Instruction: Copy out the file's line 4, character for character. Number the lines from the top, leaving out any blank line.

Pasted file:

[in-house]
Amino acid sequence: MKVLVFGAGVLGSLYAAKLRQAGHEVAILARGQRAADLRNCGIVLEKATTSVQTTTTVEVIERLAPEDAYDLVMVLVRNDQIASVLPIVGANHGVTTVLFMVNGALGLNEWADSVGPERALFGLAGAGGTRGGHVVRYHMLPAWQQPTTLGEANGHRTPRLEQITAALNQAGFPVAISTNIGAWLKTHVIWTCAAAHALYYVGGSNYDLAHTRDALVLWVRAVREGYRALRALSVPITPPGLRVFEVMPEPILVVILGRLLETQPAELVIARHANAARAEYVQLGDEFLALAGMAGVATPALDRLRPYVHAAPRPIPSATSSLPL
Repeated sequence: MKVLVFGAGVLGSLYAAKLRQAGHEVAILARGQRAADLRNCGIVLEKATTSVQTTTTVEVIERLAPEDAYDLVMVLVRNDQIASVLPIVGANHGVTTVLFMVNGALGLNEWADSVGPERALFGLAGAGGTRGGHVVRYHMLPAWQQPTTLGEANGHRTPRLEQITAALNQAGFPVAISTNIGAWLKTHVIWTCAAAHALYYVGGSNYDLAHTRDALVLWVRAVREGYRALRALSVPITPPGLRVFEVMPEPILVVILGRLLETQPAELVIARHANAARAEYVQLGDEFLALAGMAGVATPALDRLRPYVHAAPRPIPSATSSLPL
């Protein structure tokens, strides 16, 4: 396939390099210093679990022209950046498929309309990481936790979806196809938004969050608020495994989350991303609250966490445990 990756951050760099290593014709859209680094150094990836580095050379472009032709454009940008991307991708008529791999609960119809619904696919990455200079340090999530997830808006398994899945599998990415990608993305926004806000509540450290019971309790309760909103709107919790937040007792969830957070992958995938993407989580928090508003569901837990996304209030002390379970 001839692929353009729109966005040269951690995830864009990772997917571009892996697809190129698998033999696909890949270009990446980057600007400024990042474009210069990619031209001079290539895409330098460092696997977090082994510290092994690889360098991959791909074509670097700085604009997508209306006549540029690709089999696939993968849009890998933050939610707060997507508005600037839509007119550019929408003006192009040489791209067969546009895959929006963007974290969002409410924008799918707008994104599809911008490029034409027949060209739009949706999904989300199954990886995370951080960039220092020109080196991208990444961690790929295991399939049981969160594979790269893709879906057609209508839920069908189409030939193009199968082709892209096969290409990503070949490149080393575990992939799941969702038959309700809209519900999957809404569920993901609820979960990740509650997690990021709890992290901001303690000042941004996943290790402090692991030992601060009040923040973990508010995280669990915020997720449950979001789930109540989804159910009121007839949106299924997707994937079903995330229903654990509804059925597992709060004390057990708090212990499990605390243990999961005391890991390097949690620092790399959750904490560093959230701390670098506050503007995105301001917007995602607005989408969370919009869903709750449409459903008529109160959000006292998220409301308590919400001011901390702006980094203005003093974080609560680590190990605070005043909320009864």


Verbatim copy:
């Protein structure tokens, strides 16, 4: 396939390099210093679990022209950046498929309309990481936790979806196809938004969050608020495994989350991303609250966490445990 990756951050760099290593014709859209680094150094990836580095050379472009032709454009940008991307991708008529791999609960119809619904696919990455200079340090999530997830808006398994899945599998990415990608993305926004806000509540450290019971309790309760909103709107919790937040007792969830957070992958995938993407989580928090508003569901837990996304209030002390379970 001839692929353009729109966005040269951690995830864009990772997917571009892996697809190129698998033999696909890949270009990446980057600007400024990042474009210069990619031209001079290539895409330098460092696997977090082994510290092994690889360098991959791909074509670097700085604009997508209306006549540029690709089999696939993968849009890998933050939610707060997507508005600037839509007119550019929408003006192009040489791209067969546009895959929006963007974290969002409410924008799918707008994104599809911008490029034409027949060209739009949706999904989300199954990886995370951080960039220092020109080196991208990444961690790929295991399939049981969160594979790269893709879906057609209508839920069908189409030939193009199968082709892209096969290409990503070949490149080393575990992939799941969702038959309700809209519900999957809404569920993901609820979960990740509650997690990021709890992290901001303690000042941004996943290790402090692991030992601060009040923040973990508010995280669990915020997720449950979001789930109540989804159910009121007839949106299924997707994937079903995330229903654990509804059925597992709060004390057990708090212990499990605390243990999961005391890991390097949690620092790399959750904490560093959230701390670098506050503007995105301001917007995602607005989408969370919009869903709750449409459903008529109160959000006292998220409301308590919400001011901390702006980094203005003093974080609560680590190990605070005043909320009864």